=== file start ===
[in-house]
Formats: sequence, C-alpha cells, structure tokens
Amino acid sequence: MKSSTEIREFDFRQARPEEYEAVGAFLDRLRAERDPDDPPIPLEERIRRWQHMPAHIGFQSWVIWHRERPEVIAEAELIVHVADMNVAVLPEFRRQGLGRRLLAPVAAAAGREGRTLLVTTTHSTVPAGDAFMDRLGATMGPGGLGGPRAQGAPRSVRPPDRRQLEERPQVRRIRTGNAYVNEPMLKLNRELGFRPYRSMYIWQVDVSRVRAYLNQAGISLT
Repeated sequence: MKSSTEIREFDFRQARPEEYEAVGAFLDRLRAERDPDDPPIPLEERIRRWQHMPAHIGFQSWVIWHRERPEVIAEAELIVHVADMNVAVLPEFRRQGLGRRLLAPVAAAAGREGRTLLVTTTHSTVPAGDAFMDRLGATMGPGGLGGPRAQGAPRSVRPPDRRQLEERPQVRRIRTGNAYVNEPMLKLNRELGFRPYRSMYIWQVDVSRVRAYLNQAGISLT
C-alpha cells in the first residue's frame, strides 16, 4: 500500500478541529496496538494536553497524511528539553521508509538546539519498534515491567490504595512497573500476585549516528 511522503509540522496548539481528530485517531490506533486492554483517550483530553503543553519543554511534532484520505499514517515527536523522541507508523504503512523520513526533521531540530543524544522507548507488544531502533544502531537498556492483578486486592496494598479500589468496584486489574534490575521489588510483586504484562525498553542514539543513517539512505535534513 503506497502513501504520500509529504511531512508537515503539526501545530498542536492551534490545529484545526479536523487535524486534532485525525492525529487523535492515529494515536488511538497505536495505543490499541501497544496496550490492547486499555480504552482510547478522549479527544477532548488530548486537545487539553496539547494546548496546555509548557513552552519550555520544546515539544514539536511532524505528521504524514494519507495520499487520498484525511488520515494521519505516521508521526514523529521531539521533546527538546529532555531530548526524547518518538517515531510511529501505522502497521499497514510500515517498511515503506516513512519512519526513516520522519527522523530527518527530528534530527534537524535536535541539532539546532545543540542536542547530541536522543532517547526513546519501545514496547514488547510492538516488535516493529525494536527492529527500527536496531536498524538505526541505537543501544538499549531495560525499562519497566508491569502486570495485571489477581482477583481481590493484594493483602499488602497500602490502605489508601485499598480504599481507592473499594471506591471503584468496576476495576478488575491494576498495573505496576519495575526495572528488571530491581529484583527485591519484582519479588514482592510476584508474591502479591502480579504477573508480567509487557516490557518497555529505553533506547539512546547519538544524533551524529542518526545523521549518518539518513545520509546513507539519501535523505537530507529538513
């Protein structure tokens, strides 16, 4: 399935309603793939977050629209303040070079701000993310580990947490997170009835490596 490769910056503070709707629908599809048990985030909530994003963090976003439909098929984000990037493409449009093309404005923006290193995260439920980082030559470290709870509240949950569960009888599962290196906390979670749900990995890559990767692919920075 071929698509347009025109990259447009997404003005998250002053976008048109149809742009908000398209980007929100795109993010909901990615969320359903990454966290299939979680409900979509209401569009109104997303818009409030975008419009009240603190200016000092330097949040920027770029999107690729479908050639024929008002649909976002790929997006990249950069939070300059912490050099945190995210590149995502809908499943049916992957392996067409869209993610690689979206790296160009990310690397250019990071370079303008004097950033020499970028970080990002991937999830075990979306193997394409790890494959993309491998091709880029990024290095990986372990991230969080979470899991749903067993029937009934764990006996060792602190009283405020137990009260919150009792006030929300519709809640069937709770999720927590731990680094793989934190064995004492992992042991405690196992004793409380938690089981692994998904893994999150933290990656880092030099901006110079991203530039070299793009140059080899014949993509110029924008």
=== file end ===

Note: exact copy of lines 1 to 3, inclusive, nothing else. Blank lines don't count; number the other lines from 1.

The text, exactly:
[in-house]
Formats: sequence, C-alpha cells, structure tokens
Amino acid sequence: MKSSTEIREFDFRQARPEEYEAVGAFLDRLRAERDPDDPPIPLEERIRRWQHMPAHIGFQSWVIWHRERPEVIAEAELIVHVADMNVAVLPEFRRQGLGRRLLAPVAAAAGREGRTLLVTTTHSTVPAGDAFMDRLGATMGPGGLGGPRAQGAPRSVRPPDRRQLEERPQVRRIRTGNAYVNEPMLKLNRELGFRPYRSMYIWQVDVSRVRAYLNQAGISLT